• Here on the blog you will find a lot of useful information about swing music. Just read on the tram on the way to work and maybe even listen to something.
  • You can also find a lot of swing playlists on Spotify.

Swing dancing is not primarily competitive, but there are competitions of course.

  • Jack&Jill, aka Mix&Match, aka Luck Of The Draw… Lots of names, one format. The competitor applies alone (without a partner). Prelims (first round) always has 3 songs of different speeds. Before each song, you take a turn, so you dance with someone different every time. If there are more competitors, the prelims can take place in several “heats”, i.e. rounds. In Prelims, leaders and followers are judged separately.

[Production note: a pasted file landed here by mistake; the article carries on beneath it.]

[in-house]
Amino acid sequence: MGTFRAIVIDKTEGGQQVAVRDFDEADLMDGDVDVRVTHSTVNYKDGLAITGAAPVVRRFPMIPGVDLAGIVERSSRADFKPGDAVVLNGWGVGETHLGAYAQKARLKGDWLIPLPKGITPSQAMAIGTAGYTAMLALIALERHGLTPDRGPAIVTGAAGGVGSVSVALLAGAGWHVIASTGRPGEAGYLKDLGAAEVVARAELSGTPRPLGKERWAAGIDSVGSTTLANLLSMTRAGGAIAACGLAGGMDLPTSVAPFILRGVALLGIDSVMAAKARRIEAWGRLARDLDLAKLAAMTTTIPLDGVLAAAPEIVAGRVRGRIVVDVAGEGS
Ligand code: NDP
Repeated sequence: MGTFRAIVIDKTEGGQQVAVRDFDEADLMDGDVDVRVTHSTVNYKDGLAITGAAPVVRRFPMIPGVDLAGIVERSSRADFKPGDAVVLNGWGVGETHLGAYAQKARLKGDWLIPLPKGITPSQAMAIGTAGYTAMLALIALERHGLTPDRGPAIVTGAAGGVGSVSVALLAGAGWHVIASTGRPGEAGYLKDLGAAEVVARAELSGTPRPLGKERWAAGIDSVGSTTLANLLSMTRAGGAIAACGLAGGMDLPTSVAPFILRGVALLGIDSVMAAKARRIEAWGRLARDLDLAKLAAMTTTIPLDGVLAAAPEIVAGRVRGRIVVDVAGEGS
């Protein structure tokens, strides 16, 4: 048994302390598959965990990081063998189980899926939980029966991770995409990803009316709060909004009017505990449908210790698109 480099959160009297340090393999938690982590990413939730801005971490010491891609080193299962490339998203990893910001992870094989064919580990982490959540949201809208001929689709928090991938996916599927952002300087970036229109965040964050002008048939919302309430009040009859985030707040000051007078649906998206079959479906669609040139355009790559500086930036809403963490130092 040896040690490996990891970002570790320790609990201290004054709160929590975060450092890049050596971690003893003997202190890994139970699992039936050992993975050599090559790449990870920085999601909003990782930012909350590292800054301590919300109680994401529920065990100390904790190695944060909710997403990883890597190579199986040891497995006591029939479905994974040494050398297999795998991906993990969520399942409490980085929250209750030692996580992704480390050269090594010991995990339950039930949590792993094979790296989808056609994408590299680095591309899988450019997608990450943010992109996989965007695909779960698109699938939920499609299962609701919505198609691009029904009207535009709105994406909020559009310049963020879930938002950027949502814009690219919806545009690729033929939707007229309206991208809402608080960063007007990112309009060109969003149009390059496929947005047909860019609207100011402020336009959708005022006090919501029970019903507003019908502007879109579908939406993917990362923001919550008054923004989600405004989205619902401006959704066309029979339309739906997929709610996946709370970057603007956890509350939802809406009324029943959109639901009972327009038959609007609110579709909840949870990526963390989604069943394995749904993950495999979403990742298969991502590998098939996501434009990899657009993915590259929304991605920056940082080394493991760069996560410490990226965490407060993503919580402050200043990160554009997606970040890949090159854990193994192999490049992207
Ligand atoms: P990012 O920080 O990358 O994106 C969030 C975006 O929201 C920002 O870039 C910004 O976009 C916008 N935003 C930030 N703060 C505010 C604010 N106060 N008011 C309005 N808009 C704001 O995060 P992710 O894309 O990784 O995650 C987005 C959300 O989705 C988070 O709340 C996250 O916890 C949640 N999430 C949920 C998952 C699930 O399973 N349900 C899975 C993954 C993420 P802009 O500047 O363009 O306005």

Usually 6-8 leaders and the same number of followers are selected for the Finals. There is no more rotation in the Finals (if there is rotation, it is only once before the start of the Finals). In the finals, the whole dance couple is usually judged.
    This format may have rules slightly modified for the competition (e.g. finals as duels etc.)
  • Strictly – the next most common competition format where couples dance together. However, they dance to music they don’t know in advance and the dance should be largely improvised.
  • Showcase – dance couples dance choreographed routines to pre-selected music.


  • For the lesson – anything comfortable (keep a spare T-shirt and antiperspirant handy if you sweat more). Indoor shoes, clean. It doesn’t have to be directly danceable. We recommend a more slip resistant sole.